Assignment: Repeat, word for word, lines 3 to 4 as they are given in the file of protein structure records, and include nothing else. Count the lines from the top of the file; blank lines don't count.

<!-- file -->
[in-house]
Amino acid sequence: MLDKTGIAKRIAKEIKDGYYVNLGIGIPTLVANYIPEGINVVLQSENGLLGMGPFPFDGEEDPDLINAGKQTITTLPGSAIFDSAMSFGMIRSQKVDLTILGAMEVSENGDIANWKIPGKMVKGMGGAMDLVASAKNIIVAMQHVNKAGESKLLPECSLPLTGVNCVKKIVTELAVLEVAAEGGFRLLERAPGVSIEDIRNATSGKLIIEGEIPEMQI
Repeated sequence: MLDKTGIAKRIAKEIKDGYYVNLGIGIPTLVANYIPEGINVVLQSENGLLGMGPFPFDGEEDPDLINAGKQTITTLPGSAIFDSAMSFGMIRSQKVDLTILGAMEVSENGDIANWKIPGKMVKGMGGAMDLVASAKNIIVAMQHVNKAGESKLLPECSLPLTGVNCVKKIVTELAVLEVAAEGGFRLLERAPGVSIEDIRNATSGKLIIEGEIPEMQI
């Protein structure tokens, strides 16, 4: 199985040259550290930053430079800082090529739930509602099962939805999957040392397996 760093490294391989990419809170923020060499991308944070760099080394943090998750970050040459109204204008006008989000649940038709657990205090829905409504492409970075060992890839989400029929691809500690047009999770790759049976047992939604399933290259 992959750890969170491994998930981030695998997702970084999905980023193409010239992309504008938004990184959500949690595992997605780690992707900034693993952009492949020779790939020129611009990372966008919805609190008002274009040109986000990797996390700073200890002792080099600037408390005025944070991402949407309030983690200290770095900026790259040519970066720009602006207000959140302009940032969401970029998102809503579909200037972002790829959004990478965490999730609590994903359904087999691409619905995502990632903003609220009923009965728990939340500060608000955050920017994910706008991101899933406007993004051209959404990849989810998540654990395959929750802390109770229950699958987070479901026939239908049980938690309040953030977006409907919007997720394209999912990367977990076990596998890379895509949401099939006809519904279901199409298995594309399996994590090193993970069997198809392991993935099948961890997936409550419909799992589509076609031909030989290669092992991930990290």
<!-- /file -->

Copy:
Repeated sequence: MLDKTGIAKRIAKEIKDGYYVNLGIGIPTLVANYIPEGINVVLQSENGLLGMGPFPFDGEEDPDLINAGKQTITTLPGSAIFDSAMSFGMIRSQKVDLTILGAMEVSENGDIANWKIPGKMVKGMGGAMDLVASAKNIIVAMQHVNKAGESKLLPECSLPLTGVNCVKKIVTELAVLEVAAEGGFRLLERAPGVSIEDIRNATSGKLIIEGEIPEMQI
């Protein structure tokens, strides 16, 4: 199985040259550290930053430079800082090529739930509602099962939805999957040392397996 760093490294391989990419809170923020060499991308944070760099080394943090998750970050040459109204204008006008989000649940038709657990205090829905409504492409970075060992890839989400029929691809500690047009999770790759049976047992939604399933290259 992959750890969170491994998930981030695998997702970084999905980023193409010239992309504008938004990184959500949690595992997605780690992707900034693993952009492949020779790939020129611009990372966008919805609190008002274009040109986000990797996390700073200890002792080099600037408390005025944070991402949407309030983690200290770095900026790259040519970066720009602006207000959140302009940032969401970029998102809503579909200037972002790829959004990478965490999730609590994903359904087999691409619905995502990632903003609220009923009965728990939340500060608000955050920017994910706008991101899933406007993004051209959404990849989810998540654990395959929750802390109770229950699958987070479901026939239908049980938690309040953030977006409907919007997720394209999912990367977990076990596998890379895509949401099939006809519904279901199409298995594309399996994590090193993970069997198809392991993935099948961890997936409550419909799992589509076609031909030989290669092992991930990290």